The idea of the activity is quite simple: represent the user’s journey through your product, building a simple model that shows your user’s story as you do. You'll see, Story Mapping makes working with user stories a lot easier.
One of the objectives of a product inception is to collect requirements. However, sometimes it's difficult to decide what to focus on and where to start. In Story Mapping activity all participants are involved in the process of building the product backlog. It looks more effective in comparison with the writing a dull requirement document.
The method was first described in Jeff Patton’s article in the early 2000s, where he shared his own experience. Today Story Mapping creation is an approach that is widely used in development for release planning.
How is it organized?
The map consists of user stories that are arranged in two directions. Customer stories cards help teams focus on the business value of features and release updates that will benefit customers.
The main idea of Story Mapping is that the product backlog is not enough to organize and prioritize the work. You need to find a more detailed structure.
In general, Story Mapping Methodology is organized as follows:
There is a horizontal axis representing the sequence of use. User stories (or tasks) are placed along this axis in the sequence in which they are performed by the user.
There is a vertical axis, which means criticality. Tasks are arranged vertically relative to how important they are (from top to bottom). Equally important stories can be kept at the same height.
Groups of related user stories can be grouped as Activities:
Create a vertical line to separate task groups from others.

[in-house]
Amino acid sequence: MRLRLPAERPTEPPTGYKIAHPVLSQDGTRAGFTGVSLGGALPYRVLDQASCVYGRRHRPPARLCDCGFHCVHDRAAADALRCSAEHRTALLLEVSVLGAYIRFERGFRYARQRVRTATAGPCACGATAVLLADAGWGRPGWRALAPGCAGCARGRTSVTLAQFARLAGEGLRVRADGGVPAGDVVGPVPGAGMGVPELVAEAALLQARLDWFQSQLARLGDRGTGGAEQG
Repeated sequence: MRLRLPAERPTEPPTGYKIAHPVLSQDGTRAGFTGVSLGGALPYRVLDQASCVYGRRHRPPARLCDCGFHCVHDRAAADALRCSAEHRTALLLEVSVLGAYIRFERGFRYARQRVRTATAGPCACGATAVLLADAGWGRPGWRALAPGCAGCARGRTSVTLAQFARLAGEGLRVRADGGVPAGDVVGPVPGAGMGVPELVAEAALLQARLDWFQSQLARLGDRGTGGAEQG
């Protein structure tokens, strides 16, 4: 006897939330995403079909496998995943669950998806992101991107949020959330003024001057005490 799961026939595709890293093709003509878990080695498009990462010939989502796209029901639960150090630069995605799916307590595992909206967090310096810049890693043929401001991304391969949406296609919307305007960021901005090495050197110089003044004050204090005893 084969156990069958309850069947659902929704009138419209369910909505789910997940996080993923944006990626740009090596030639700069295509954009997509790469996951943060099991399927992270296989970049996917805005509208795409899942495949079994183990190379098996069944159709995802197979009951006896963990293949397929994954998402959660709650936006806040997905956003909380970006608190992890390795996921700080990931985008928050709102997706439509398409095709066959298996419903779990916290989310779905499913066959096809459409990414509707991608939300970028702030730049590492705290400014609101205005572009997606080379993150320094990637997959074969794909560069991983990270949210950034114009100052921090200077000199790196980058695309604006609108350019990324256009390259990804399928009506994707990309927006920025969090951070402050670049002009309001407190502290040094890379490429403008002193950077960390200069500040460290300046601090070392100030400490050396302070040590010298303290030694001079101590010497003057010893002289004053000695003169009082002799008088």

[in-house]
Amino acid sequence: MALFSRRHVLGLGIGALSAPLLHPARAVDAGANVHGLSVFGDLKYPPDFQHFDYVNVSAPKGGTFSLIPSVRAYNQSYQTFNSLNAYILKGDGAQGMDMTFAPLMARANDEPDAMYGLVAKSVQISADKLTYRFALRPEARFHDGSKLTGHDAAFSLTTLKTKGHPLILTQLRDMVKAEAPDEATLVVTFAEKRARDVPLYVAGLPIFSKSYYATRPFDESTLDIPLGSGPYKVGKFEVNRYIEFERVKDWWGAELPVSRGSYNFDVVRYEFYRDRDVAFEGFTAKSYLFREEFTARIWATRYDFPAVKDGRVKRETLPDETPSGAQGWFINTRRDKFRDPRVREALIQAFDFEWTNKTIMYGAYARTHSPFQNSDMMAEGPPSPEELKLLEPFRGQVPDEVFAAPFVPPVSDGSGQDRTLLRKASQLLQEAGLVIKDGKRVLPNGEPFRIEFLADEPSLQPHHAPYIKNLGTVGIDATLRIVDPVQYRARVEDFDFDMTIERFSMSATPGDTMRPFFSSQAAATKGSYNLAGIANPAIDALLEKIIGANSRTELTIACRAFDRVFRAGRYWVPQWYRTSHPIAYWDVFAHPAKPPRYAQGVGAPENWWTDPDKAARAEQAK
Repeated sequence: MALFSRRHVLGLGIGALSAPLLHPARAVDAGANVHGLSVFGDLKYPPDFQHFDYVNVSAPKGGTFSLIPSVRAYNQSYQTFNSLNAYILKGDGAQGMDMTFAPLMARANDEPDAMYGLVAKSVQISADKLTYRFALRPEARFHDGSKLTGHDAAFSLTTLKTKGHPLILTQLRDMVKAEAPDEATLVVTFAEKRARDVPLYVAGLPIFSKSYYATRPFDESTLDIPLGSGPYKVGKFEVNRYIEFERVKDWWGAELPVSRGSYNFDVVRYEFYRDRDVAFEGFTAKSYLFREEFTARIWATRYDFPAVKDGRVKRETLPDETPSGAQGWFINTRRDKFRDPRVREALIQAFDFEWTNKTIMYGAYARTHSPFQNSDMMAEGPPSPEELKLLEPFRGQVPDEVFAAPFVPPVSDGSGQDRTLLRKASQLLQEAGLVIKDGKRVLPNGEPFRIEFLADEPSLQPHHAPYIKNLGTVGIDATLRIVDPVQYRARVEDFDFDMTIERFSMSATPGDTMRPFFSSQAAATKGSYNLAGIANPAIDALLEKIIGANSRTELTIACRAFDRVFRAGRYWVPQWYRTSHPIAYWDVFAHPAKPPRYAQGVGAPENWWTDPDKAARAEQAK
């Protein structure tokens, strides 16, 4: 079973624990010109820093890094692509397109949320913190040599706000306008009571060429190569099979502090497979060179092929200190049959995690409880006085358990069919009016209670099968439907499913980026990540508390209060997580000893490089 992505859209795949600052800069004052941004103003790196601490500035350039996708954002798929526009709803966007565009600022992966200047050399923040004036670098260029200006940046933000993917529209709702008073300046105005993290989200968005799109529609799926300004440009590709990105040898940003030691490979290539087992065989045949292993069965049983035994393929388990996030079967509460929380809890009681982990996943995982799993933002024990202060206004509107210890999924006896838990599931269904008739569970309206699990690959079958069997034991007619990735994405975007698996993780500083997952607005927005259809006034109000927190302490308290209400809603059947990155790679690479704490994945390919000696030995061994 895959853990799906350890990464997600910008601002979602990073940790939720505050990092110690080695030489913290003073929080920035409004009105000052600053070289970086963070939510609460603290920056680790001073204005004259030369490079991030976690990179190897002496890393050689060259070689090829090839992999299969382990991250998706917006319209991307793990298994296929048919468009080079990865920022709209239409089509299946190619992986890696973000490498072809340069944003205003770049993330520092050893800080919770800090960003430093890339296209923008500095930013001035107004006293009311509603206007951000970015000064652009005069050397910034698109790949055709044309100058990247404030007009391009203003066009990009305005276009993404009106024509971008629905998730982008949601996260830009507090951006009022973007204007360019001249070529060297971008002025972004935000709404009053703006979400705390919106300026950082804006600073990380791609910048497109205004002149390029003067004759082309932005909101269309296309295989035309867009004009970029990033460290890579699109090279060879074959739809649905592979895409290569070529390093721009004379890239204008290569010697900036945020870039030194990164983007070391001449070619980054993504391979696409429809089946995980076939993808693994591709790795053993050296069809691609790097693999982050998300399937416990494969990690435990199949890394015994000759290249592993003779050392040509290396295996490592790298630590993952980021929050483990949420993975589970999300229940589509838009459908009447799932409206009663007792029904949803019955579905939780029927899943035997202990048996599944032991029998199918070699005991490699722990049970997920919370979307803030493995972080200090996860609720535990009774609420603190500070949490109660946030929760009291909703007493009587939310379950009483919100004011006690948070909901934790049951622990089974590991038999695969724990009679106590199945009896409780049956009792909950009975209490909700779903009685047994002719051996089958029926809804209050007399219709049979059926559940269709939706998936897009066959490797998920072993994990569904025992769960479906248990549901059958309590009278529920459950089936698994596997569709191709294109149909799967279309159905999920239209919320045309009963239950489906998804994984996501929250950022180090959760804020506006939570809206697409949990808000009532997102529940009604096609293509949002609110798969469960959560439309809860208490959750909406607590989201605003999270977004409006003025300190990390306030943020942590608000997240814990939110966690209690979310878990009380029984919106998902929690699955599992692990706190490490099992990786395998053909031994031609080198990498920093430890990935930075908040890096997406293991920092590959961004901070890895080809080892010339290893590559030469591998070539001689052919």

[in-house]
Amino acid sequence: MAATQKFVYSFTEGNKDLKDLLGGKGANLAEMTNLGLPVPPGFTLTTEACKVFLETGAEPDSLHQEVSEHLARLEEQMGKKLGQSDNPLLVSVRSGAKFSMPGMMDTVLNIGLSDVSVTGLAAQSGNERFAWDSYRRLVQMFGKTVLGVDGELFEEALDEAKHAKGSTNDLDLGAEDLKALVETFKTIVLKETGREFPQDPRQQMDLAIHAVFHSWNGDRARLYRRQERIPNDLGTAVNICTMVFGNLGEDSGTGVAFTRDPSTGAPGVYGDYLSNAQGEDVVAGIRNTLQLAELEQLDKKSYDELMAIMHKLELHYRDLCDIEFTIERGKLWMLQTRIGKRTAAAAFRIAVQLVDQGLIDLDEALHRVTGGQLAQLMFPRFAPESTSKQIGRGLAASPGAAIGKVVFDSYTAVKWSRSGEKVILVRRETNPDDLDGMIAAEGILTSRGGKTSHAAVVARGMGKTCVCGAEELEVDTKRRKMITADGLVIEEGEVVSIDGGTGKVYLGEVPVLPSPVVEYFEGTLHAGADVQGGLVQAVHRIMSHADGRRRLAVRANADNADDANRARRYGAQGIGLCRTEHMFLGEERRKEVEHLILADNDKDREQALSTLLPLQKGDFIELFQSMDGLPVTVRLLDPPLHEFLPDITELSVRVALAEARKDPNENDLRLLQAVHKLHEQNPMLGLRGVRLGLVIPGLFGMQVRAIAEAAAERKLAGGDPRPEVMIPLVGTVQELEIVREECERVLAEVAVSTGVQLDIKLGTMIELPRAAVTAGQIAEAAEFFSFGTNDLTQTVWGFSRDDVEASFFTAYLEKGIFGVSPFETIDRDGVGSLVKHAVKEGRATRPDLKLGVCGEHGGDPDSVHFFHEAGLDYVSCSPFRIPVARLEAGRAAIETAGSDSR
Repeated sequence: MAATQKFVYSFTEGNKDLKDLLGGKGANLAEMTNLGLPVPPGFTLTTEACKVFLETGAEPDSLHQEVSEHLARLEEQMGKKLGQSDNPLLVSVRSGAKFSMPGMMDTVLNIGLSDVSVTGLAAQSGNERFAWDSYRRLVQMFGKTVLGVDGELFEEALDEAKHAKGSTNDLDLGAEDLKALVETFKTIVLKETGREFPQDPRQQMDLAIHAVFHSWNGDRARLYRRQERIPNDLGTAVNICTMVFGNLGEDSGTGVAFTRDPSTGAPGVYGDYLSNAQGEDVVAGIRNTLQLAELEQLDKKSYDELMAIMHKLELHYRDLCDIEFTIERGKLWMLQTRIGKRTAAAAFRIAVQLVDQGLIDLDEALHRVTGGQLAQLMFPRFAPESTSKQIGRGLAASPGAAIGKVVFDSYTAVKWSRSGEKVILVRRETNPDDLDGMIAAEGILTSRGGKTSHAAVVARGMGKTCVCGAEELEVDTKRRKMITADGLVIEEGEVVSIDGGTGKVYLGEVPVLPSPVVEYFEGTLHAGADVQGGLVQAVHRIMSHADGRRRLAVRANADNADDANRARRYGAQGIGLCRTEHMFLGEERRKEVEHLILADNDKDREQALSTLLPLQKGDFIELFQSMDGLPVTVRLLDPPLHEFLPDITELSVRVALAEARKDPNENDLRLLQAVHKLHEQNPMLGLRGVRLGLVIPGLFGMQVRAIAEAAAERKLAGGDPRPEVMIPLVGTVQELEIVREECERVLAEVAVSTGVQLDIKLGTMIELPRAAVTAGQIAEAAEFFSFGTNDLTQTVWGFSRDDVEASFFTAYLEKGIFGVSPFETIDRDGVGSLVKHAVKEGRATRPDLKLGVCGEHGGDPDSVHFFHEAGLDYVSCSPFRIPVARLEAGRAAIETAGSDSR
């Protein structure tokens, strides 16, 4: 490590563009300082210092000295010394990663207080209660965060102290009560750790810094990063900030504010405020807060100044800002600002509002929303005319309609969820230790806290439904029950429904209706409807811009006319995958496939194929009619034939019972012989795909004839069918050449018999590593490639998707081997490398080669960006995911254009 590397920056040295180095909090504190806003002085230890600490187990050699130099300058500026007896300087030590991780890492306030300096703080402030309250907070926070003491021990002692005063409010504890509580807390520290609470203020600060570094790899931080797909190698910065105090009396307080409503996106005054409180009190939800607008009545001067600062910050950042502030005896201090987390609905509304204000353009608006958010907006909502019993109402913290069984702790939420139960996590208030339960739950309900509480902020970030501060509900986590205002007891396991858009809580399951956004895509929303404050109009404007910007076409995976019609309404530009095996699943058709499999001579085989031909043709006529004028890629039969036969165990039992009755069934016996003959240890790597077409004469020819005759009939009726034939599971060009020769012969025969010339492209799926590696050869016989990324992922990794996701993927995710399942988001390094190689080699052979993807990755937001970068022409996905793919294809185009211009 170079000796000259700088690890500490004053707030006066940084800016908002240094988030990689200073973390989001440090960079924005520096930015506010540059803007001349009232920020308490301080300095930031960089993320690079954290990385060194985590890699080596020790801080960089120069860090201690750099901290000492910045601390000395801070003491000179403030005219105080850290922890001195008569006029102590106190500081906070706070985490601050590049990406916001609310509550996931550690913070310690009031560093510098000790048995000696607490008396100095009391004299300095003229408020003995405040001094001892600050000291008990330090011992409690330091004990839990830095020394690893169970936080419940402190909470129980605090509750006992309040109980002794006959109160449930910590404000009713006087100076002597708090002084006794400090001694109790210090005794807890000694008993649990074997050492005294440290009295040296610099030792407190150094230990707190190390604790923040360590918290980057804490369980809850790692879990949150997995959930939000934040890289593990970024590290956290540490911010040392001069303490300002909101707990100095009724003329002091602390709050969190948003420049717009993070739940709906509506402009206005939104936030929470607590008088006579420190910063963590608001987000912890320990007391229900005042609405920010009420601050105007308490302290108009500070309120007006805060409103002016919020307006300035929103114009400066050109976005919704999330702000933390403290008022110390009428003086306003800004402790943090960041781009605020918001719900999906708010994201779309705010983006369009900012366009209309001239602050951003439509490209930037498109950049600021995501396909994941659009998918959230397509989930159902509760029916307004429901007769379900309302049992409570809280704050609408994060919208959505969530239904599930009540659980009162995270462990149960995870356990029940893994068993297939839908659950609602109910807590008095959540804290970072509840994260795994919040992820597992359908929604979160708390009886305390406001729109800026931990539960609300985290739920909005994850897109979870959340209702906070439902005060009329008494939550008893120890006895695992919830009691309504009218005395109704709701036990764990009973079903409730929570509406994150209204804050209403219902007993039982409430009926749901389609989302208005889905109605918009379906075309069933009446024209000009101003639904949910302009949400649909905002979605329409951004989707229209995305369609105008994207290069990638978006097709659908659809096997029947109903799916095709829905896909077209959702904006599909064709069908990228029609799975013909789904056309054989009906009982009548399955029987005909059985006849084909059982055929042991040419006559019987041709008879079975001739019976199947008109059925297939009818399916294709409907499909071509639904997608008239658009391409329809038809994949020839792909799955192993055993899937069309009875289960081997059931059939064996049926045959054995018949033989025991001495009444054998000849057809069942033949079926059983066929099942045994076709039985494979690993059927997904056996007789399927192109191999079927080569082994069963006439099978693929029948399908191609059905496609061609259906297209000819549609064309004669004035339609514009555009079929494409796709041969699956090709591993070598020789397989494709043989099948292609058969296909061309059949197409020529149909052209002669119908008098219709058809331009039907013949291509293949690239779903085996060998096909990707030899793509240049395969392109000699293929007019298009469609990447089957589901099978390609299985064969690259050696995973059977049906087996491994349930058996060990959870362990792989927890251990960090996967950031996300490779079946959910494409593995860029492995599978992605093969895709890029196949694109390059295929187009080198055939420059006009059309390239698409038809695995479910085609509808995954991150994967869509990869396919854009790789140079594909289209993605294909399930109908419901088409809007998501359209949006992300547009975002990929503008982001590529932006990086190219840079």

For example, the activity can be “managing email”, while “sending an email to one or more addresses” is a user task.
Actions are located above the vertical axis and do not have any sequence. They can not be a priority or not.
Advantages of Story Mapping
This method of structuring backlog has many advantages, but the most important for prioritization are:
This is a visual tool that allows customers, stakeholders and members of development teams share a common understanding of what is happening.
It clearly defines how to gradually produce product iterations that deliver full product releases.
Placing user stories on the wall assists team members to perform relative sizing of the stories quickly.
Product requirements foster collaboration and build shared understanding.
The method allows easy slicing of the product backlog into releases. Slicing can be done vertically or horizontally.
How to use Story Mapping approach?
1. Define the primary product goal
Think about customization and your clients' preferences. You have to define the main goal, that must be fulfilled to satisfy your customer.
2. Define the main processes
How the main user flow in your product looks like? What are the particular stages of this flow? Name all the processes and place them on a map.
3. List features for each stage
Look at each stage of the process and list all features that should be the part of this stage.
4. Prioritize these features inside lists
Use helpful questions:
How important is the particular feature for finishing the process?
How many users will use it?
How often will the feature be used?
How much value will the feature bring to the customer? And so on.
Answering these questions will help to rearrange the features on your map.
5. Define the first vision of the product
When your features are prioritized, you may define the smallest possible representation of your working product. It is called the Walking Skeleton and with its help, you can separate “must-have” from “nice-to-have” and “won’t have”.
Essential features will be placed on the top of the map and can be used as a foundation to make the product better later.
Use Hygger boards to visualize story maps:
Story Mapping is an effective inception tool for creating a product backlog in a visual way. It helps product managers to build a shared understanding, identify backlog gaps, see interdependencies, slice and release planning activities.
Want to find out more about the method? This resource should be helpful: